Energy not ready for public cloud
- By Camille Tuutti
- Mar 15, 2012
The Energy Department isn’t ready to migrate to a public cloud, mainly due to policy challenges and security concerns, according to a senior official.
Robert Brese, deputy CIO at Energy, spoke at Federal Computer Week’s Federal Executive Briefing, a half-day event held March 15, focused on discussions around the transformation of federal IT environments. He said Energy has partnered with the National Nuclear Security Administration to begin the process of moving some of Energy’s information and systems to a cloud environment.
However, because a large portion of Energy’s information is unclassified but sensitive, “we’re not ready to put that out there in the public cloud,” Brese said, adding that he anticipates the use of a hybrid cloud.
Cyber attacks on government IT systems have increased exponentially in recent years, an alarming trend Brese said should serve as warning as the department advances further toward a cloud environment.
“That’s preventing us from moving as quickly as we would like to, but we’re getting there,” he said. “There are some challenges in the policy world where we the government need to make sure to tighten up that relationship so we can help move all of us into a secure future.”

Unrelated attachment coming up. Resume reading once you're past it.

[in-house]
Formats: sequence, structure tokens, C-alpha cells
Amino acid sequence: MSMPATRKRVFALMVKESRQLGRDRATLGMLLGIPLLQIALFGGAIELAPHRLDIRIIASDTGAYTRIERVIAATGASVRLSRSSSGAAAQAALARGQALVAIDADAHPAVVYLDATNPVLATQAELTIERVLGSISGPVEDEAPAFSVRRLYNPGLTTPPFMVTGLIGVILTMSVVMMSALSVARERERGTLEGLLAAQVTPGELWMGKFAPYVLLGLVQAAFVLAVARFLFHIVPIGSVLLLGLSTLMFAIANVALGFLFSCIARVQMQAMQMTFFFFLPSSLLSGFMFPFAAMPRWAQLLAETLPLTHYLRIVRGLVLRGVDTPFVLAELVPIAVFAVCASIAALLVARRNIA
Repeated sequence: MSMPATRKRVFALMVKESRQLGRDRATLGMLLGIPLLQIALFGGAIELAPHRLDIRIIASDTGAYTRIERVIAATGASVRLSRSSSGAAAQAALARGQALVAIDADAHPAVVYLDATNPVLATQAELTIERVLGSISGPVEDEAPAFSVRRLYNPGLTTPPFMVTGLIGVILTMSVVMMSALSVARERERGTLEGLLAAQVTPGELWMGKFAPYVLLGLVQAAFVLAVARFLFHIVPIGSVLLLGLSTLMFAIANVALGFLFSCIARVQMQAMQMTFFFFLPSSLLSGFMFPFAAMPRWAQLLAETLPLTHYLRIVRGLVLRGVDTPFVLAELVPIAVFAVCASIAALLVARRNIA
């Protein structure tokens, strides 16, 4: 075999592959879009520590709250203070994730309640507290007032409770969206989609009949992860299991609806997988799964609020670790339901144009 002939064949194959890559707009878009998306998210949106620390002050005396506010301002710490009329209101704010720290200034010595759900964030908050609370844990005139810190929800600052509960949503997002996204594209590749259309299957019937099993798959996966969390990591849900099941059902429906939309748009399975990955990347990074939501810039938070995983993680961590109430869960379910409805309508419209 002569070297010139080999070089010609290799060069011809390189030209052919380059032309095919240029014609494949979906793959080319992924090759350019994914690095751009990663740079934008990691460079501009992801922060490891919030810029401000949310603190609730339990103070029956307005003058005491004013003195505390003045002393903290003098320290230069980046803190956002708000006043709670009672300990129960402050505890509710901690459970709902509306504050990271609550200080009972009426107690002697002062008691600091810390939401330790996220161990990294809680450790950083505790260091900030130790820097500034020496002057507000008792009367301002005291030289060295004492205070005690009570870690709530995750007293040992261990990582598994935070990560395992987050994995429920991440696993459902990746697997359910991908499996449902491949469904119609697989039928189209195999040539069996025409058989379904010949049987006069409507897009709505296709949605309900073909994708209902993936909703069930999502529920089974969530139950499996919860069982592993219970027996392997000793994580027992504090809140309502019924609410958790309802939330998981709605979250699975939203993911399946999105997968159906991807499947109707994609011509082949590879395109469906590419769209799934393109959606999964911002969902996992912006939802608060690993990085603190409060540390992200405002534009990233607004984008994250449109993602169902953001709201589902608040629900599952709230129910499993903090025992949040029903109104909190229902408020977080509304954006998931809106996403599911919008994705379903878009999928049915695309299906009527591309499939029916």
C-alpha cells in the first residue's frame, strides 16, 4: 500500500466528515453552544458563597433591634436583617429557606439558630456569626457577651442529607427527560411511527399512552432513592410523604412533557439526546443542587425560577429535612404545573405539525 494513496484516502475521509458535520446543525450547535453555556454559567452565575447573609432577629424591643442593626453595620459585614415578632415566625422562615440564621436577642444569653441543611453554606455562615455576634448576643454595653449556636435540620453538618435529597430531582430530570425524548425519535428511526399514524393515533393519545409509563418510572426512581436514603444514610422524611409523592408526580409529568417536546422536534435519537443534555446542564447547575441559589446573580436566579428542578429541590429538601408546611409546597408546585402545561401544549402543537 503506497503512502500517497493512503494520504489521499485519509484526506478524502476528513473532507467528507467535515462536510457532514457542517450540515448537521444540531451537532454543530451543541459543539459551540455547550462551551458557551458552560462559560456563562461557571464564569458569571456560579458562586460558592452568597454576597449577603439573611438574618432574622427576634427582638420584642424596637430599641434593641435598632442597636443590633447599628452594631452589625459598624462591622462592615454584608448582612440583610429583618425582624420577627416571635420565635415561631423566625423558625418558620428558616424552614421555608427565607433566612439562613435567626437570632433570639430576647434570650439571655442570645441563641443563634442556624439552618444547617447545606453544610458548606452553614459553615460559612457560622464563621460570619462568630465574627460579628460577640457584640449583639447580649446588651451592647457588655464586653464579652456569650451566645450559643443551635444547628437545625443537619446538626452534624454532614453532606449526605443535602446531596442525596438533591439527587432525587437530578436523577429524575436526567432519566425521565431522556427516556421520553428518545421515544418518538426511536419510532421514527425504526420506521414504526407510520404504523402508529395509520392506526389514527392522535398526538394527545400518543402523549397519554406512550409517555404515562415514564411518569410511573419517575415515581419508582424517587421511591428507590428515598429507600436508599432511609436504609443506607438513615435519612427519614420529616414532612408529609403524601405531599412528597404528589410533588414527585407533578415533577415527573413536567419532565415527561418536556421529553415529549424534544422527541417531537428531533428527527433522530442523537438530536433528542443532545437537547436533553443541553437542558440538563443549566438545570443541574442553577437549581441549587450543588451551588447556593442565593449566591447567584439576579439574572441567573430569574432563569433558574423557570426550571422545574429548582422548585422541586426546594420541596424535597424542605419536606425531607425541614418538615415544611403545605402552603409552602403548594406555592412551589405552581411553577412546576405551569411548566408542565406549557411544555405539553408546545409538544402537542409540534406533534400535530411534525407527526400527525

Energy has been working with the Commerce and State departments on how to protect export control information and arms control information. Although that information is unclassified, it’s subject to various regulations including criminal penalties if let loose.
“That also restricts our ability to move to the cloud a little bit because I don’t want to move just my productivity solutions to the cloud; I want to move all of it to the cloud or I’m going to end up running two systems,” Brese said.
The department’s most recent stride toward the cloud includes the forthcoming email migration of its lead nuclear research and development facility in Idaho, a move Brese called “a huge win.”
“But this set of negotiations around a relatively narrow policy segment took us almost seven months,” he added.
Camille Tuutti is a former FCW staff writer who covered federal oversight and the workforce.